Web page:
Monsoon in the desert….. what’s the big deal?
Monsoon – sometimes it feels like the desert is defined by this word. Do you wonder why? Well I did when we first got here. Coming from the heart of the midwest, we had rain and storms all the time so we were skeptical that this was going to impress us in any way – I mean, c’mon, we had tornadoes! What can compare to those? When we moved here almost 7 years ago, we came at the end of monsoon so it was an entire year of anticipation before we got to really experience monsoon. And it is an experience for sure! But it took a different viewpoint to feel that way.
What exactly is monsoon?
That’s what I wanted to know. I already knew it meant it might rain – but why? Since monsoon is such a big deal in Arizona, there’s a LOT of education about it. The first thing I learned is that monsoon actually means a seasonal shift in the wind. Most of the year, our wind and weather comes from the north and west – California and Nevada – but as summer starts moving in, everything shifts and comes from the Pacific Ocean and Gulf of Mexico. As you can expect, now moist air is blowing into the super hot desert and voila! rain and thunderstorms. I know it’s not really that simple, but then again, it is. If you’d like to know more since I simplified it, CLICK HERE to see what Arizona State University has to say.
It rains, so what?
In Illinois, all our weather came from the west – unless it came from the east and then watch out! You could watch rainstorms slide off the mountains in Colorado and build as they moved across the plains. You could see it move eastward on the radar. You could almost predict exactly when the first rain drops would fall. It would come in a line and scoot across the fields. You could watch the thunderheads stretch straight up until they looked like they were reaching miles into the sky. You could see the rain hanging in the bellies of the clouds as they got darker and lower. You could watch the lightning dance across the sky for hours sometimes before the storm got to you. So in other words, the rain was pretty predictable. But monsoon is not like that. Not even a little.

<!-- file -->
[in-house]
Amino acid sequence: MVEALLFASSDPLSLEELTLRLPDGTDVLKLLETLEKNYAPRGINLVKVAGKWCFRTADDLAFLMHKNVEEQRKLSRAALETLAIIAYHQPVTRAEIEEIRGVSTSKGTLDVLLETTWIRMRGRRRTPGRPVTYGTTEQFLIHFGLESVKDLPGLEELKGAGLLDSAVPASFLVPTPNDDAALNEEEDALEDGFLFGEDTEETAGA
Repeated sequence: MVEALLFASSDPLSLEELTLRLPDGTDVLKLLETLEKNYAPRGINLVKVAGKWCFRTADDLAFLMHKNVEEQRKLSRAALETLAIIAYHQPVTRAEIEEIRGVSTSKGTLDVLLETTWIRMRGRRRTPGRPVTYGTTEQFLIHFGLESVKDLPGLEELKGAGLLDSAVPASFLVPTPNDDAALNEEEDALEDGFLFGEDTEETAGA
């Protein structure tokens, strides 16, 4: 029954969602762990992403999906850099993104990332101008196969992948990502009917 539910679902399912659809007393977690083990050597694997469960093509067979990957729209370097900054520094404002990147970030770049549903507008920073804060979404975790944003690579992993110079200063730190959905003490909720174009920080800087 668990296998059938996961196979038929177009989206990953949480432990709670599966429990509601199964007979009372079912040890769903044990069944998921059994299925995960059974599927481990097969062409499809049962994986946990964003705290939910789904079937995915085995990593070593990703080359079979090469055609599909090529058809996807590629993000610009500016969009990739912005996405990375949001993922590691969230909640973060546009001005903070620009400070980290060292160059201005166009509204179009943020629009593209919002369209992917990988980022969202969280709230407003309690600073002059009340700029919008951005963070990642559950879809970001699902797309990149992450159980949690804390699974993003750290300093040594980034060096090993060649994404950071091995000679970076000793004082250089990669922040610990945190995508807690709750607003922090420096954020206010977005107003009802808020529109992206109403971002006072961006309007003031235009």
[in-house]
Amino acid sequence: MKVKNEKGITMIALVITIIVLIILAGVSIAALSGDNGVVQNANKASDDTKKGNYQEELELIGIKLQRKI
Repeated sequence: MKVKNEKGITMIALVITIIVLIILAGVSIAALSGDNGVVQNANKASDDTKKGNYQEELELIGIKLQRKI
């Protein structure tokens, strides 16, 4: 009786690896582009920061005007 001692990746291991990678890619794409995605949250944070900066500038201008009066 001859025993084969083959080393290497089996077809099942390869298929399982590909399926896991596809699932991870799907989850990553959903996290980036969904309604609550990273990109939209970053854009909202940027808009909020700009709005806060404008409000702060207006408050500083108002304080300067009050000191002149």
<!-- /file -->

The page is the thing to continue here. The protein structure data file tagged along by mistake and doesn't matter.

Living all my life in the midwest, storms were regular occurrences all year round. We had snow thunder, blizzards, thunderstorms, rainstorms, fog, tornadoes, and sleet. Pretty much if weather could produce it, Illinois had it. So when the first rain fell on us here in Arizona, we were like, really, that’s it? What’s the big deal about this? And then I got caught driving in a monsoon storm and my perspective changed instantly.
It’s just some water on the road, yea sure.
You can be staring at an empty radar screen looking for the rain as it proceeds to dump buckets of water on your head. The only warning you got for this was now you’re wet. And then the blob pops up on the radar. We’ve all lived in places that flood, right? We’ve been taught not to drive in running or standing water. But here in Arizona, when it rains there is water everywhere. Like the entire world becomes a giant puddle. So if you’re driving, you’re in running or standing water.
My first time out in a monsoon storm took me totally by surprise. It was sunny, then it was pouring buckets. And immediately water covered the roads. There were no ditches. There were no culverts. The water was not diverted from the roadway. The roads were not crowned or sloped. And there were dips every 20 feet or so. I had no idea what to do other than figure it out. Thankfully I was in a 4-wheel drive Jeep so I just did what everyone else did – drove through it until it became questionable. Questionable was actually just a pause until someone braver than us blasted through the water and showed what we were facing. I made it home that day without incident but I learned a lot from that one trip.
Monsoon doesn’t just cool things down a bit and give us really great photo opportunities, it’s dangerous! Lightning can spark ravaging wildfires that change landscapes and habitats. Microbursts can become raging floods that happen without warning. But the desert soaks up all that water and stores it for the dry times. It doesn’t care about our inconvenience. And for a while after the rain, you can feel the desert take a deep breath of the creosote infused air and pause.
How the monsoon looks from my point of view.
A few years ago I was incredibly inspired by the monsoon. It was a particularly active season and I couldn’t get enough photos of the rain columns despite filling my phone up with a bunch of pictures that all looked the same! But that inspiration produced my interpretation of the tiny quail in the rain. I watched those quail in my yard going about their business like nothing was going on so I imagined them in rain boots with umbrellas stomping through puddles in great delight.